Sarah Clare Conlon creator of Verbose and head of the Literature section at the Creative Tourist stated:
“I was pleased to see an article in the MEN about poetry in Manchester, but was immediately struck by how university-centric it was. Not one of the entries picked by Adam O’Riordan (as it happens, the new Academic Director of the Manchester Writing School at Manchester Met) was independent of one of the larger establishments; even Poet in the City featured MMU’s Helen Mort on the bill.
“It might have been nice to mention the great live lit and spoken word scene in Manchester, and how many established as well as one-off events there are. Stalwarts like multi-Sabotage Award-winner Bad Language, Evidently (hand-picked by Guy Garvey to showcase their wares at last summer’s Meltdown Festival on London’s Southbank), exponents of the experimental The Other Room (nine years old this spring), Stirred and Pen:chant at 3MT, Speakeasy and Beatification in the ’burbs…
“Yes, there are a lot to list, and maybe that’s why they didn’t, but to not even give a nod to the amazing scene of live lit seemed a little, well, rude. Aside from the resident nights, there’s a regular turnaround of visiting speakers, not least through Manchester Literature Festival, which has been going under that moniker for a decade (bursting out of the chrysalis of the Manchester Poetry Festival). No mention. No mention of the invaluable work of the likes of Young Identity at the Contact, or community events, reaching out to those less engaged in the arts, such as Scribble Festival organised by Cartwheel. No mention of how big the live lit scene is, and how many students and former students of the universities support it.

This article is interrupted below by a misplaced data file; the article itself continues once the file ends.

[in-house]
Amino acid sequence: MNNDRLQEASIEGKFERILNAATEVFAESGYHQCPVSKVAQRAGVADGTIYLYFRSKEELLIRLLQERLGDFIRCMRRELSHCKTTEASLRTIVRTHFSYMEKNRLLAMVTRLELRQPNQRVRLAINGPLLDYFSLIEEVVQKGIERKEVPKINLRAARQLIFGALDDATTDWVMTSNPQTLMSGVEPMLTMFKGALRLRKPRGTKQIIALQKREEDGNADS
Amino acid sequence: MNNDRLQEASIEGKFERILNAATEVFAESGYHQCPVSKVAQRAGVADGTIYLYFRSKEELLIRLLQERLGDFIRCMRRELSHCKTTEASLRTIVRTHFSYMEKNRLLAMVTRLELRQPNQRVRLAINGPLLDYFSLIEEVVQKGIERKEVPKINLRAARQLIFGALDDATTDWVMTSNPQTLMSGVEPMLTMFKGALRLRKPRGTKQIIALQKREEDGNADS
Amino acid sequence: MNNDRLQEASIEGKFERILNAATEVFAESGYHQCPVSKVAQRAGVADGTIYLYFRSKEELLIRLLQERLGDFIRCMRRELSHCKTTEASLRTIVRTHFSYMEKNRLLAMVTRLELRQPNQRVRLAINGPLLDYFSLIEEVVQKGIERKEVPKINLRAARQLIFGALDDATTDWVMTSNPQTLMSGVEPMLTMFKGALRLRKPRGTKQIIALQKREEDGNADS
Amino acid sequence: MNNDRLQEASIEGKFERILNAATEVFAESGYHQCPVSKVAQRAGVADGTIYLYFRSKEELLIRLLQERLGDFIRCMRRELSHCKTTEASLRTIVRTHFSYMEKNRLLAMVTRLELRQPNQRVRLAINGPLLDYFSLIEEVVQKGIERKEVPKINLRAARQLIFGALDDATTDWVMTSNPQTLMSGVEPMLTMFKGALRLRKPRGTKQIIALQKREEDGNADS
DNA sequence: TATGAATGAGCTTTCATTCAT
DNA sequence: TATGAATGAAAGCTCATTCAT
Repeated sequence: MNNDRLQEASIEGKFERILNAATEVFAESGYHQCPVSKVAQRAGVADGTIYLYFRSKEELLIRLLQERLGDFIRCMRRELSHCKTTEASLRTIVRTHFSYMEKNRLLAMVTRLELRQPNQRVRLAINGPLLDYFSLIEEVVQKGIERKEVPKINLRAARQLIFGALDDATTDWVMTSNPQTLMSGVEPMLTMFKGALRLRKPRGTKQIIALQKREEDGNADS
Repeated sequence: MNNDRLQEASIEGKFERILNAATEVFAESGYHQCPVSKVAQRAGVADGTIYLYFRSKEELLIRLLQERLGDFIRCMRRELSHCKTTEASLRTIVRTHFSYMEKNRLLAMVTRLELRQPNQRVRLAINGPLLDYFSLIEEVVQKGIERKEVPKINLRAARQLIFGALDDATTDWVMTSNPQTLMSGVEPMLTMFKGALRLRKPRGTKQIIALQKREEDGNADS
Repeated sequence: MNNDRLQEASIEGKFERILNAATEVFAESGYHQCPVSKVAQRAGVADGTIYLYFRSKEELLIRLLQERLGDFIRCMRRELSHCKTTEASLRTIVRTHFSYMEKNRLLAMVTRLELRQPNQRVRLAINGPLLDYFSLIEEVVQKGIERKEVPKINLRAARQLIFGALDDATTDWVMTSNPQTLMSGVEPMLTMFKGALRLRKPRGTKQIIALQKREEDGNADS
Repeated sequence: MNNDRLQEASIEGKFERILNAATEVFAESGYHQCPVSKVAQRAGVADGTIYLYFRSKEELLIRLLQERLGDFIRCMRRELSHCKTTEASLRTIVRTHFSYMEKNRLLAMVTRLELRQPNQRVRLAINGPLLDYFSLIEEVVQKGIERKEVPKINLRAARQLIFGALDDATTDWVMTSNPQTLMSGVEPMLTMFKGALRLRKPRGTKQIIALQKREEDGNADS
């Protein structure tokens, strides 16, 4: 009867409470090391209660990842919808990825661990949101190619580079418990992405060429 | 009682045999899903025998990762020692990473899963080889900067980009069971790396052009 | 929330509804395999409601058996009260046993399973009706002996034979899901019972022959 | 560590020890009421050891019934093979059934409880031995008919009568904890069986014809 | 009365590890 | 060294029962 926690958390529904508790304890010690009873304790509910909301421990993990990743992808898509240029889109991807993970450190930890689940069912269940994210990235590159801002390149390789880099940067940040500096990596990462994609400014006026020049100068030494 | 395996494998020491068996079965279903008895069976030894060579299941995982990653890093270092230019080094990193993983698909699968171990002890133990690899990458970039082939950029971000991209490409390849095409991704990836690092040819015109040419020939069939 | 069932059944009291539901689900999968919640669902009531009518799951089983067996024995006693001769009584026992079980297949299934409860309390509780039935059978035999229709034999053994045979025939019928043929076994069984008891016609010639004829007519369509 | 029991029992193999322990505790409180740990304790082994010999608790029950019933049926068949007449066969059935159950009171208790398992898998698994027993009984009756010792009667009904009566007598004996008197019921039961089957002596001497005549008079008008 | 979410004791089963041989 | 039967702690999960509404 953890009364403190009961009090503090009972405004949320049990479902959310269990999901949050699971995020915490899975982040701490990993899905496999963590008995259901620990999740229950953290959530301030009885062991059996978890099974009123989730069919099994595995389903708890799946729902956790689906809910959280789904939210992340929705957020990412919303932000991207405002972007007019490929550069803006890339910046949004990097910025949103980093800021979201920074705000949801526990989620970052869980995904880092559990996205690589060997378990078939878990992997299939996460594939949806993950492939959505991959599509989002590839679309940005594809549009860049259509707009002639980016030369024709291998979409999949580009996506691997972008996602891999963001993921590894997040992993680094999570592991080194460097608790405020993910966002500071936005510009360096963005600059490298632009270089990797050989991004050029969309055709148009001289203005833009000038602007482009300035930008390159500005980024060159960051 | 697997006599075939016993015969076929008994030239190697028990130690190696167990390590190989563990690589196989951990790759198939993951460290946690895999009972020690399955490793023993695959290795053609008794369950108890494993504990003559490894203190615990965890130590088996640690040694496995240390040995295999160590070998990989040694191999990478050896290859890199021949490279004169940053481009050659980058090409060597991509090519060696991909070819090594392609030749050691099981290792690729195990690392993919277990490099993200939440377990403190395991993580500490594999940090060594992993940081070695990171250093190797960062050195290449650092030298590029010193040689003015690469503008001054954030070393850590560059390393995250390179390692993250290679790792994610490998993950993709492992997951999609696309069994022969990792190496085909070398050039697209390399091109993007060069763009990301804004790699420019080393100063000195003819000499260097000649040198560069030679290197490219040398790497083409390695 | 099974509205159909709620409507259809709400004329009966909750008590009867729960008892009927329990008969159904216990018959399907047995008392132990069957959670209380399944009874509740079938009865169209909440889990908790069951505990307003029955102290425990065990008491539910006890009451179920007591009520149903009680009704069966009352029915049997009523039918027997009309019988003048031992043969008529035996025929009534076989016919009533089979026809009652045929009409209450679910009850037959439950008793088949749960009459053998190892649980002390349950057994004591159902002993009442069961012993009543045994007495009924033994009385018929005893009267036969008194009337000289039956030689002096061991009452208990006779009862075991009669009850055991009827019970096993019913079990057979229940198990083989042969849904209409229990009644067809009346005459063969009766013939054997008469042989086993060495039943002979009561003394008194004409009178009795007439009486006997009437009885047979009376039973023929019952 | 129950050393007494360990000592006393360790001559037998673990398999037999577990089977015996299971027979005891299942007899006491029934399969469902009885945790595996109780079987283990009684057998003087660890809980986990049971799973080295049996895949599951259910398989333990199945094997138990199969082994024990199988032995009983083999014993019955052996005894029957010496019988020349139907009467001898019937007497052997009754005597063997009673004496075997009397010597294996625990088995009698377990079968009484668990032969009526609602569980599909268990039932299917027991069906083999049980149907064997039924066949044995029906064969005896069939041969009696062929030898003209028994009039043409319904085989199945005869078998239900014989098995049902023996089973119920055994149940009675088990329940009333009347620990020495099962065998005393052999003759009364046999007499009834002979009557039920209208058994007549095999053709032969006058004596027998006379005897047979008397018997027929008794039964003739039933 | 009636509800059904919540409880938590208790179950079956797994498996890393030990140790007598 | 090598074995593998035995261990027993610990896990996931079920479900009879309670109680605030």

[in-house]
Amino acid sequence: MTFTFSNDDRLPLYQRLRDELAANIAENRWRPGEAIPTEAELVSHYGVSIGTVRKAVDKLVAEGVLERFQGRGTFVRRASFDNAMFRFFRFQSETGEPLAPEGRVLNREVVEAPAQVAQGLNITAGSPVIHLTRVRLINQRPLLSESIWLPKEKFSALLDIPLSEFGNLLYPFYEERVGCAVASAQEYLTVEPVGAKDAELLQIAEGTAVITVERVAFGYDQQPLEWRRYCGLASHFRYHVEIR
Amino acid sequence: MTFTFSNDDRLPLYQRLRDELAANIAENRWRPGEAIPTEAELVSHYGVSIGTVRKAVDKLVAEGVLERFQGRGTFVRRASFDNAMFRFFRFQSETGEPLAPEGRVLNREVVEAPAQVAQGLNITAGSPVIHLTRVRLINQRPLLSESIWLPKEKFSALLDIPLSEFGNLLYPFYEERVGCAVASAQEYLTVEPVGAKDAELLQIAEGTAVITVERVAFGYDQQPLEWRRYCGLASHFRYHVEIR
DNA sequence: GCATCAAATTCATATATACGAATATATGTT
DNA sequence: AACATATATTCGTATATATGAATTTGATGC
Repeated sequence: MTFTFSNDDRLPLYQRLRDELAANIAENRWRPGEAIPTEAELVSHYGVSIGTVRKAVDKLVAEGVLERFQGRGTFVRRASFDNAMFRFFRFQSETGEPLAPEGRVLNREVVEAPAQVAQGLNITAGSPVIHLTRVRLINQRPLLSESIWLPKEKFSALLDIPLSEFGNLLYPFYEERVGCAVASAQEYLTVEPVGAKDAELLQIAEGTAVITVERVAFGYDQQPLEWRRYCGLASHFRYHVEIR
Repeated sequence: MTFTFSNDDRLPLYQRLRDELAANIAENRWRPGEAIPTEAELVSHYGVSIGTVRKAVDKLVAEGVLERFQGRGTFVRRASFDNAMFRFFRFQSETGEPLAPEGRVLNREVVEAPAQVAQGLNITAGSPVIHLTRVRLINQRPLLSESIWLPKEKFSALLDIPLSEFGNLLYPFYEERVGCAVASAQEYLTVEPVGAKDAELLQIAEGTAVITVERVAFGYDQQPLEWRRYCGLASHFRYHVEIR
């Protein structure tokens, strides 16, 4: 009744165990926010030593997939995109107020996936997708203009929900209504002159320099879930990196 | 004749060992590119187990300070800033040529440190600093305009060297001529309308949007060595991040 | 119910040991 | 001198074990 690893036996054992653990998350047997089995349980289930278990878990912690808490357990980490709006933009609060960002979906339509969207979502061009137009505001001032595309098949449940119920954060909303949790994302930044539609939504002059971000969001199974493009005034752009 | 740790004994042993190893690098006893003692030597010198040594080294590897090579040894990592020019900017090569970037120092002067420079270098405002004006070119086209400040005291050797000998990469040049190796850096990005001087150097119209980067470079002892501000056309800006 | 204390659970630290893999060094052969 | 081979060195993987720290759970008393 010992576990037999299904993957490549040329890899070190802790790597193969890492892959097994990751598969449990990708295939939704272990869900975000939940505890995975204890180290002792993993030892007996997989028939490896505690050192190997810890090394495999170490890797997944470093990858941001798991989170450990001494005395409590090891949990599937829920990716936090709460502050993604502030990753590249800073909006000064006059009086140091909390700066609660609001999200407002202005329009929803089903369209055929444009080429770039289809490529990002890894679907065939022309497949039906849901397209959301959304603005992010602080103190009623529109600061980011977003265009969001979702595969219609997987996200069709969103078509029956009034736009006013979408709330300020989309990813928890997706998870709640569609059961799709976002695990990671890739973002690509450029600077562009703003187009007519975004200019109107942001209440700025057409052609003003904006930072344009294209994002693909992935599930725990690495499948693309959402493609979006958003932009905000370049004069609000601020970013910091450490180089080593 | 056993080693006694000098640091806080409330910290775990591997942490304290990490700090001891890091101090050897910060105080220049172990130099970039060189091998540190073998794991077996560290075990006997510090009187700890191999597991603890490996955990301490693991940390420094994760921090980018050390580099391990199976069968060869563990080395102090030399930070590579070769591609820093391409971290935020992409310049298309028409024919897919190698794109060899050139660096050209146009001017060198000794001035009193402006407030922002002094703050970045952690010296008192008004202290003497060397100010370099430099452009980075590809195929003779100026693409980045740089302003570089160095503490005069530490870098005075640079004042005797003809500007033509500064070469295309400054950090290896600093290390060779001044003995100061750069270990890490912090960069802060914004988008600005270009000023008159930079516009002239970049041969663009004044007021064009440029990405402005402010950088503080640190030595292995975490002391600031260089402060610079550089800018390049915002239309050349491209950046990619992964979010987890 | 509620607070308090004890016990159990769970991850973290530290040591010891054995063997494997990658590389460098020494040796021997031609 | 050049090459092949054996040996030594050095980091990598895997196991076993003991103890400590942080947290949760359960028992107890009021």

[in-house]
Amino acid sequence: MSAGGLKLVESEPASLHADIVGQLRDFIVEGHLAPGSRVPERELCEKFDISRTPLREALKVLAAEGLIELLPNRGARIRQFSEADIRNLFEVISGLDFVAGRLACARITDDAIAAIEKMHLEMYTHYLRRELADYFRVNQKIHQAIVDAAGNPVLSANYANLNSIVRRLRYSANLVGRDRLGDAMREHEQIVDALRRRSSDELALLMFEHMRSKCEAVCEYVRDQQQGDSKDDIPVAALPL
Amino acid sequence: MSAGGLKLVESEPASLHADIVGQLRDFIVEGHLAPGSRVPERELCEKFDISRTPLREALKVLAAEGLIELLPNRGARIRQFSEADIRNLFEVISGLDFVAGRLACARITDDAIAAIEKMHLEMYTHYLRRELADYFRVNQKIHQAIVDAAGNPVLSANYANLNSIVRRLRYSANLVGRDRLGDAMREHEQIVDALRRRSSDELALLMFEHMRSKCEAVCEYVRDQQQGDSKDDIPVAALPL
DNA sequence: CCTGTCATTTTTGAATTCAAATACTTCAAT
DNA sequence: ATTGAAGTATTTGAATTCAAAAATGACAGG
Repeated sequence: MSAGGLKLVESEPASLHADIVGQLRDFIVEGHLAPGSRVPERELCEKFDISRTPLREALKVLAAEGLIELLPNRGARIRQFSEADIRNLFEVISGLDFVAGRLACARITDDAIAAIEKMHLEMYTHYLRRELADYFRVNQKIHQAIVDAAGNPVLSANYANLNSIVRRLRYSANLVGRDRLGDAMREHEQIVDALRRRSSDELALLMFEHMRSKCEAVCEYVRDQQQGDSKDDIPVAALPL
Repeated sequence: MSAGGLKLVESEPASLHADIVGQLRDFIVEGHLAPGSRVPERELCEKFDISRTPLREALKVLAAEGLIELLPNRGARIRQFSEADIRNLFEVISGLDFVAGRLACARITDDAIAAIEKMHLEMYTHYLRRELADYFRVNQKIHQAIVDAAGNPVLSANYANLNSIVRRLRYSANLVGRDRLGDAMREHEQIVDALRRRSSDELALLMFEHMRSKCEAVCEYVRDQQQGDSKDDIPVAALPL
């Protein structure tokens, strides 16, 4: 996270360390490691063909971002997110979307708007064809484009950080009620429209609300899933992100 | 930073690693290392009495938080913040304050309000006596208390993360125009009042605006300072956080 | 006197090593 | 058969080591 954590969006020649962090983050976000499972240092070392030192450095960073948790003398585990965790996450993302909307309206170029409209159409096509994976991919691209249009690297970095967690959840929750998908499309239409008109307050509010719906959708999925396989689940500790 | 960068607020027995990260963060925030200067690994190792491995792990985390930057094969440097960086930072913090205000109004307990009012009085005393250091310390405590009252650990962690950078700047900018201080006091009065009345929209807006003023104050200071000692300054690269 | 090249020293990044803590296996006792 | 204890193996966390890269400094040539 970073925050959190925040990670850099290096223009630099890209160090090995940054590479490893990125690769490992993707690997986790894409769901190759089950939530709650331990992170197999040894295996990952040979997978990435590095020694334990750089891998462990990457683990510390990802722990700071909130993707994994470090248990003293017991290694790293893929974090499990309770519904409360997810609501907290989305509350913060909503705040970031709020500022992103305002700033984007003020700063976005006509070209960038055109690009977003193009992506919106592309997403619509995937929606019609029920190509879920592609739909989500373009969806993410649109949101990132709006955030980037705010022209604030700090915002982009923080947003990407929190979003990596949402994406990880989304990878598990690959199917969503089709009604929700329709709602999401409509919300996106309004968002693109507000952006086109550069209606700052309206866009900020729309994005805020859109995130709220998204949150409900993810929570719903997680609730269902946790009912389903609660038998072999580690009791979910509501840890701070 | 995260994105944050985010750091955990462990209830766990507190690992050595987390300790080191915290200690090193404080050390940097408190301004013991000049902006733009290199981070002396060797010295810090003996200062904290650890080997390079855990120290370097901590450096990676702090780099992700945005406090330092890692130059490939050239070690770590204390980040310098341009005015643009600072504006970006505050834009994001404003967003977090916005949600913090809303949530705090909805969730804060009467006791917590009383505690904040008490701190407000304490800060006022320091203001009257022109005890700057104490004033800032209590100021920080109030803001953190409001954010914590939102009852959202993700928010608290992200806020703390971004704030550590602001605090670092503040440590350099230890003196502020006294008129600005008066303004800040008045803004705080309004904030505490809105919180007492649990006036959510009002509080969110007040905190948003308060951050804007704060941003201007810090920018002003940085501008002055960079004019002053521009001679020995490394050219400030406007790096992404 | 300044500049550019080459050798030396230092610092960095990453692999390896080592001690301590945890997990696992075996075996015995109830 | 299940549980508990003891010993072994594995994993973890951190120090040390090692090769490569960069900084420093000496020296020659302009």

The evening before the feature was published, I was one of 26 performers at the Manchester leg of the North by North West Poetry Tour, bringing together writers from around the region for specially commissioned collaborations – another example of how creative the independent scene is. Verbose turned two last week, once again welcoming three curated headliners and ten open micers to its stage. For the uninitiated, I’m afraid Adam’s piece might be off-putting — there’s more to live lit than lecturers’ launches.”
And finally, Ciaran Hodgers, Spoken Word poet and organiser of the Axis Slam stated:
“It could be said that Manchester’s deep and rich commitment to poetry is so nationally significant and regionally pioneering solely because of those driving forces in the academies and universities, but they don’t function in a vacuum. They are responding the scene, built by volunteers and people investing years of graft to contribute to the intangible spirit of Manchester poetry. People like, amongst hundreds others, Evidently, Bad Language, Young Identity and Flapjack Press.”
It would be challenging to manage to fit the scope of Manchester’s expansive poetry scene into one article, as I’m sure Adam O’Riordan found, but I hope here we’ve levelled the playing field a bit, as Ciaran Hodgers states: “Don’t mistake, our institutions are important to us. We’re proud of them, but it would be shameful to forget the gentry when crowning this city the poetry capital of the United Kingdom.”